DAY THREE

The next day we took a trip to Anuradhapura, which is one of the ancient capitals of the Northern Province. Anuradhapura is chock-full of archaeological goodies and, as we drove, Mansour stopped the minibus for various important sights, such as the ancient stupas in Jevanamaya.

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Jevanamaya is also a religious hotspot for Buddhism, as a temple here houses the oldest tree on human record. This is known as the Buddha’s tree (under which he was enlightened) and, although the original tree is in India, a branch from this tree was brought to Sri Lanka 2,000 years ago and planted.

We spent the rest of the morning moving around the various sites in Anuradhapura and, after lunch, we made our way to Minneriya National Park for the activity I had been most excited for… elephant safari! Long time readers will remember that I had an incredible safari experience during my trip to Botswana in 2015 and I have been itching to do it again ever since. To be frank, safari in Sri Lanka was not quite as exciting as it had been in Botswana, simply because they didn’t have the same range of animals in this particular park. However, seeing animals in the wild is always a blessing and it was still one of the main highlights of my trip.

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Each safari jeep can seat 5-7 people (including a driver) and our guide Mohan was very helpful in making sure we had the most informative and fun time possible.

Mohan told us that we were likely to see 50-80 elephants in the afternoon and explained the difference between the African elephants I had seen previously and the Asian elephants found in Sri Lanka. Asian elephants are smaller than their African cousins and they’re brown rather than grey. Minneriya National Park is also home to three different types of monkey, deer, lizards, birds and leopards (who rarely come out into the open).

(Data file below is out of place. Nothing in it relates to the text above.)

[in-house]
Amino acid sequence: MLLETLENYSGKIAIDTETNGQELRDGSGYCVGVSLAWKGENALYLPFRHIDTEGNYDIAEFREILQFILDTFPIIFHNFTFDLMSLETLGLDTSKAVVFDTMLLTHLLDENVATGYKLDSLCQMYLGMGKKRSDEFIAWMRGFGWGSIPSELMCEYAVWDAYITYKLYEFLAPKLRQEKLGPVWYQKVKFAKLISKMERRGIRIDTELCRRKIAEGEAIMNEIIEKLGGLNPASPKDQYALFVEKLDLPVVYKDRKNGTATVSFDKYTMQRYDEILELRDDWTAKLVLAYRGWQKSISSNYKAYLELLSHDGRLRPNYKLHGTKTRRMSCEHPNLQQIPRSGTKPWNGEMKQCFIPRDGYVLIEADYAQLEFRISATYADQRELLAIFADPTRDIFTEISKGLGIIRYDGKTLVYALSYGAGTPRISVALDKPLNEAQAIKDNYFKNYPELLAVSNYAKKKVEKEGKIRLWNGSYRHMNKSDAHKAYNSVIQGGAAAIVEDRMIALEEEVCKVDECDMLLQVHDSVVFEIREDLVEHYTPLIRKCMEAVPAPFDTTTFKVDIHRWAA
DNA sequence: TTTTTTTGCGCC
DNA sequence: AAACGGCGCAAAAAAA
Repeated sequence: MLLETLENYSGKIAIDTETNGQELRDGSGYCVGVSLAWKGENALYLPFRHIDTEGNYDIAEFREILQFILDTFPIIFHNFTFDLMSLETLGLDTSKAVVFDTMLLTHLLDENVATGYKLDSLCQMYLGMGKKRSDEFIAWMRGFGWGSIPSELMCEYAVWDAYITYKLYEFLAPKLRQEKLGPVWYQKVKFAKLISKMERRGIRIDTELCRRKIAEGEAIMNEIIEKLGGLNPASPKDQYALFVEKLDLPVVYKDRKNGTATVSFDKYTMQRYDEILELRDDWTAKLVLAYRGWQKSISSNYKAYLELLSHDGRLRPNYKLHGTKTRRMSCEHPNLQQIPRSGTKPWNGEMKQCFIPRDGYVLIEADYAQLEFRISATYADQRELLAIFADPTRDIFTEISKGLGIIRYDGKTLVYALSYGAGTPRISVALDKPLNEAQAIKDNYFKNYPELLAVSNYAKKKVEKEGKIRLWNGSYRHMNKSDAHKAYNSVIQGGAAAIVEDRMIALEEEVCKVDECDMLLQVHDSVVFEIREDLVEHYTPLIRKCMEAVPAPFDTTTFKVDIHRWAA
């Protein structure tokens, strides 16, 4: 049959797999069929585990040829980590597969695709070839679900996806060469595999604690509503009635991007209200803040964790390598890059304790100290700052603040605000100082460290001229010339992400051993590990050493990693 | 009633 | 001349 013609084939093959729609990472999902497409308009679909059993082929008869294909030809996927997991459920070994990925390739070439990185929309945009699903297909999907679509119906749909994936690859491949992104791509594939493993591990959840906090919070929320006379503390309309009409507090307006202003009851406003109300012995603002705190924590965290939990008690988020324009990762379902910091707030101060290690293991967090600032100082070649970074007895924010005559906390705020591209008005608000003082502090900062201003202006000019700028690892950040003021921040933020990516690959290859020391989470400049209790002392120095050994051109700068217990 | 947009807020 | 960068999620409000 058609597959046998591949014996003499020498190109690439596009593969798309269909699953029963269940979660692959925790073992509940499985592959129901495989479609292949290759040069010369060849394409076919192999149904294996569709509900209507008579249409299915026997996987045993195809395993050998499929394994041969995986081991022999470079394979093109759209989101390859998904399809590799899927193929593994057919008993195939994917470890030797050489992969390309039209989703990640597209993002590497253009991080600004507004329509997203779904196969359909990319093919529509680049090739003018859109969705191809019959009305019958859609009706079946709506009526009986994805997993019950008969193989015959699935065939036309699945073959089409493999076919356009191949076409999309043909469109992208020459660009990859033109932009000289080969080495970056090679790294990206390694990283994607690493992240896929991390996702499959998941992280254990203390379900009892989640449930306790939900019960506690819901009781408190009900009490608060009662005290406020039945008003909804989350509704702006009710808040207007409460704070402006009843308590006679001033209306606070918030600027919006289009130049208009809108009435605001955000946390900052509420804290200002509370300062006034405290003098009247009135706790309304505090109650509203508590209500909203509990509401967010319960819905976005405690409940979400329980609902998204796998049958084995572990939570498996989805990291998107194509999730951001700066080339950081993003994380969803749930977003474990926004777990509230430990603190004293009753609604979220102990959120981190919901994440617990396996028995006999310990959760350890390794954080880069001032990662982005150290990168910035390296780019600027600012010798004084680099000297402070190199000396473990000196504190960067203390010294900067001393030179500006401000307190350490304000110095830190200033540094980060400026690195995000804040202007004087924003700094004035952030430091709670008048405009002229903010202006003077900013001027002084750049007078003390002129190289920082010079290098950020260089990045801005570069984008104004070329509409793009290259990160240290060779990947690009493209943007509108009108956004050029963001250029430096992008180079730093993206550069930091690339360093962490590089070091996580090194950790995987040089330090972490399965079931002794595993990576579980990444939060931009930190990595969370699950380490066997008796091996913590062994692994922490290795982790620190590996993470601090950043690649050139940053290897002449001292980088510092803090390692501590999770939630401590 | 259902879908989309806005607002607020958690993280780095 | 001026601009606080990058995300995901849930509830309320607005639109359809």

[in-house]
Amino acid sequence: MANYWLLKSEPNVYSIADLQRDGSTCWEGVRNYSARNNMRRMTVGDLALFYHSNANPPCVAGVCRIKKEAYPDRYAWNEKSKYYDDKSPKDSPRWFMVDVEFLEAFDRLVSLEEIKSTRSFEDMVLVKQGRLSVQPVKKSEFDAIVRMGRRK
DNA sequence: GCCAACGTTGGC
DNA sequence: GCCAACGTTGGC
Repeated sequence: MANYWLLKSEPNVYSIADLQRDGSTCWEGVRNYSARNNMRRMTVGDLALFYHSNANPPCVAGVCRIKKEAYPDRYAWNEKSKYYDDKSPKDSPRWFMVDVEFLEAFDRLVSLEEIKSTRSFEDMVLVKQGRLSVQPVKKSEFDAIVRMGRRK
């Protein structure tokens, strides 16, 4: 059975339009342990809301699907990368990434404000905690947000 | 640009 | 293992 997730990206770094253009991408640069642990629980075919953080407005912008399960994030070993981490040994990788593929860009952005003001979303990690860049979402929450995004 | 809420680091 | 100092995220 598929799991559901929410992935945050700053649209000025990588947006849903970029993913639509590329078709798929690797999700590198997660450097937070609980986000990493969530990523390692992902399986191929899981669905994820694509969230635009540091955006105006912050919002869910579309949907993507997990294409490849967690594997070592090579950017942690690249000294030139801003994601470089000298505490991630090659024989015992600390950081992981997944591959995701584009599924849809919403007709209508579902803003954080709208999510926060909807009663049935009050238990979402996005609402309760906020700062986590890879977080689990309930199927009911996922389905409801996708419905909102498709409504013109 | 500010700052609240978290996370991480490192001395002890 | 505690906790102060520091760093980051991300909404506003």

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The ‘game drive’ took around 2 hours and took us all around the park. However, the main location was around the 2,000 year old man-made lake, where all of the elephants come to drink before retreating back into the jungle.

Mohan was extremely knowledgeable and gave us lots of fun facts as he drove us around. He also threw in stories about some of the park’s more notable residents, such as ‘Ear Hole’ the angry elephant. When Ear Hole was young, he saw a baby elephant being hit by a car on the road. As the saying goes, an elephant never forgets and now when the rangers see Ear Hole coming, they make sure to avoid his path. He has been known to kick vehicles over in vengeance for his lost friend!

This was the perfect afternoon. The animals barely acknowledged our existence, which made for such an organic and natural experience, and the views of the national park in general were just beautiful. This is a MUST DO if you’re planning a visit to Sri Lanka!

DAY FOUR 

On the fourth day of our trip, we paid a visit to the medieval capital of Sri Lanka, Polonnaruwa. This ancient city is a UNESCO World Heritage site, due to the number of ruined temples, palaces and statues which are preserved here.

 

If you aren’t taking a guided tour of Sri Lanka generally, this would probably be a good day to get one. While the ruins were beautiful to look at, without Mansour, we probably would have been staring at things aimlessly without knowing what they represented or why they were there.

Going into a particular ancient temple in the complex was a treat for the senses; from the the distinctive sound of the Thammattama drums being played to the thick scent of jasmine offerings filling the air.

If you’re visiting this area, my random tip of the day would be to wear socks. You have to take your shoes off before entering any holy site and by the end of the day, the soles of my feet were totally sore and blistered from walking on the boiling sand and marble!

The best things we saw in Polonnaruwa, however, were the three enormous Buddha statues carved into the rock face in Gal Vihara (standing, seated and reclining). It’s kind of tricky to appreciate the scale from the photos below but they are MASSIVE and very much worth a visit.

 

Leaving Polonnaruwa marked the end of our time in this particular region. Our next stop was Passikudah and the Maalu Maalu resort for some much needed beach time! Tune in next time to read about the second leg of the tour 🙂

Thanks for reading,

~ Plane Emoji